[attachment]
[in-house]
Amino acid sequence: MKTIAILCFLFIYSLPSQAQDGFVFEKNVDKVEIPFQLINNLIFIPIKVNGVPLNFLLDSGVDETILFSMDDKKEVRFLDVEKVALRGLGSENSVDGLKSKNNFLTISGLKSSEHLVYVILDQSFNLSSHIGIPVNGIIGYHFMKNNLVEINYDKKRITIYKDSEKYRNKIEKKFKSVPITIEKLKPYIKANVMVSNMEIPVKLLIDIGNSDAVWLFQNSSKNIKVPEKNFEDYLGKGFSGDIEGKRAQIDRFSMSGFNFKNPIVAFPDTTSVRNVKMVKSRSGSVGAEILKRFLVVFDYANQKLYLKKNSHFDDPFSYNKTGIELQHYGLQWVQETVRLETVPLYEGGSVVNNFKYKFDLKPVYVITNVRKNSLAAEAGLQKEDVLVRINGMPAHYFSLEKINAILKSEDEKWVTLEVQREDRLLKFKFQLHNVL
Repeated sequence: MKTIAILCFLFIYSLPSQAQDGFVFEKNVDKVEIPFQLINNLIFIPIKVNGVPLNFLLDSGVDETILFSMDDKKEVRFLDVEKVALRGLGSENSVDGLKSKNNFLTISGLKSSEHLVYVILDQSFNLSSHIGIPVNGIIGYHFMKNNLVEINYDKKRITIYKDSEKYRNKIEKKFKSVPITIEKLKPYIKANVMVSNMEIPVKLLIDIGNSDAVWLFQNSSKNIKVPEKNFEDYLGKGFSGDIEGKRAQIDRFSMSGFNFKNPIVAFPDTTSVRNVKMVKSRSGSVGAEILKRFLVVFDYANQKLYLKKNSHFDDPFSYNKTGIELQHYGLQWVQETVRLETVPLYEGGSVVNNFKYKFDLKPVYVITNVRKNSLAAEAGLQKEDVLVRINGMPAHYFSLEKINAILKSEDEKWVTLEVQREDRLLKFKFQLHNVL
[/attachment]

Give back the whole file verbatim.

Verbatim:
[in-house]
Amino acid sequence: MKTIAILCFLFIYSLPSQAQDGFVFEKNVDKVEIPFQLINNLIFIPIKVNGVPLNFLLDSGVDETILFSMDDKKEVRFLDVEKVALRGLGSENSVDGLKSKNNFLTISGLKSSEHLVYVILDQSFNLSSHIGIPVNGIIGYHFMKNNLVEINYDKKRITIYKDSEKYRNKIEKKFKSVPITIEKLKPYIKANVMVSNMEIPVKLLIDIGNSDAVWLFQNSSKNIKVPEKNFEDYLGKGFSGDIEGKRAQIDRFSMSGFNFKNPIVAFPDTTSVRNVKMVKSRSGSVGAEILKRFLVVFDYANQKLYLKKNSHFDDPFSYNKTGIELQHYGLQWVQETVRLETVPLYEGGSVVNNFKYKFDLKPVYVITNVRKNSLAAEAGLQKEDVLVRINGMPAHYFSLEKINAILKSEDEKWVTLEVQREDRLLKFKFQLHNVL
Repeated sequence: MKTIAILCFLFIYSLPSQAQDGFVFEKNVDKVEIPFQLINNLIFIPIKVNGVPLNFLLDSGVDETILFSMDDKKEVRFLDVEKVALRGLGSENSVDGLKSKNNFLTISGLKSSEHLVYVILDQSFNLSSHIGIPVNGIIGYHFMKNNLVEINYDKKRITIYKDSEKYRNKIEKKFKSVPITIEKLKPYIKANVMVSNMEIPVKLLIDIGNSDAVWLFQNSSKNIKVPEKNFEDYLGKGFSGDIEGKRAQIDRFSMSGFNFKNPIVAFPDTTSVRNVKMVKSRSGSVGAEILKRFLVVFDYANQKLYLKKNSHFDDPFSYNKTGIELQHYGLQWVQETVRLETVPLYEGGSVVNNFKYKFDLKPVYVITNVRKNSLAAEAGLQKEDVLVRINGMPAHYFSLEKINAILKSEDEKWVTLEVQREDRLLKFKFQLHNVL